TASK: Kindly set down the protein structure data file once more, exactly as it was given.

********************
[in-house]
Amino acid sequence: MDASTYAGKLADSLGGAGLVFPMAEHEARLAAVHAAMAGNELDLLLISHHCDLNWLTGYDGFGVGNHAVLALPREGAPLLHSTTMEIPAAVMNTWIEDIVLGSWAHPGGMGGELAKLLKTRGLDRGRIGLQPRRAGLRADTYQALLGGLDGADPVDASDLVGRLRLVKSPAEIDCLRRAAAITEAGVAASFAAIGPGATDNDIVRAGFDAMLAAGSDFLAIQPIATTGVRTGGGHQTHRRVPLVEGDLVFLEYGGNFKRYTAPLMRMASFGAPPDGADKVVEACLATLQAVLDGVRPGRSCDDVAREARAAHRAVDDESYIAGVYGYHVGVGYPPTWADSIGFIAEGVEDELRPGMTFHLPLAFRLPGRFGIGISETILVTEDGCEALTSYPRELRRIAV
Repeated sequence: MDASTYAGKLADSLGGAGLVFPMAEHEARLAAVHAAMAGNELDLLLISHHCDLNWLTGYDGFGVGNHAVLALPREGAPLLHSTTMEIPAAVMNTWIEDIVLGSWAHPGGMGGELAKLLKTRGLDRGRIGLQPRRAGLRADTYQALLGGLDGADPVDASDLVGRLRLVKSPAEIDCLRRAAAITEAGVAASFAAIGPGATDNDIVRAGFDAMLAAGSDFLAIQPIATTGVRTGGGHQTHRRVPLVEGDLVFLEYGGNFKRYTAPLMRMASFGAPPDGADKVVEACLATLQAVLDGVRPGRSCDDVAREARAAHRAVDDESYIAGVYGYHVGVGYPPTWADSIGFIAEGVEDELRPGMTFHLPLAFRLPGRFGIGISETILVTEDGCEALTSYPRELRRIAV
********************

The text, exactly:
[in-house]
Amino acid sequence: MDASTYAGKLADSLGGAGLVFPMAEHEARLAAVHAAMAGNELDLLLISHHCDLNWLTGYDGFGVGNHAVLALPREGAPLLHSTTMEIPAAVMNTWIEDIVLGSWAHPGGMGGELAKLLKTRGLDRGRIGLQPRRAGLRADTYQALLGGLDGADPVDASDLVGRLRLVKSPAEIDCLRRAAAITEAGVAASFAAIGPGATDNDIVRAGFDAMLAAGSDFLAIQPIATTGVRTGGGHQTHRRVPLVEGDLVFLEYGGNFKRYTAPLMRMASFGAPPDGADKVVEACLATLQAVLDGVRPGRSCDDVAREARAAHRAVDDESYIAGVYGYHVGVGYPPTWADSIGFIAEGVEDELRPGMTFHLPLAFRLPGRFGIGISETILVTEDGCEALTSYPRELRRIAV
Repeated sequence: MDASTYAGKLADSLGGAGLVFPMAEHEARLAAVHAAMAGNELDLLLISHHCDLNWLTGYDGFGVGNHAVLALPREGAPLLHSTTMEIPAAVMNTWIEDIVLGSWAHPGGMGGELAKLLKTRGLDRGRIGLQPRRAGLRADTYQALLGGLDGADPVDASDLVGRLRLVKSPAEIDCLRRAAAITEAGVAASFAAIGPGATDNDIVRAGFDAMLAAGSDFLAIQPIATTGVRTGGGHQTHRRVPLVEGDLVFLEYGGNFKRYTAPLMRMASFGAPPDGADKVVEACLATLQAVLDGVRPGRSCDDVAREARAAHRAVDDESYIAGVYGYHVGVGYPPTWADSIGFIAEGVEDELRPGMTFHLPLAFRLPGRFGIGISETILVTEDGCEALTSYPRELRRIAV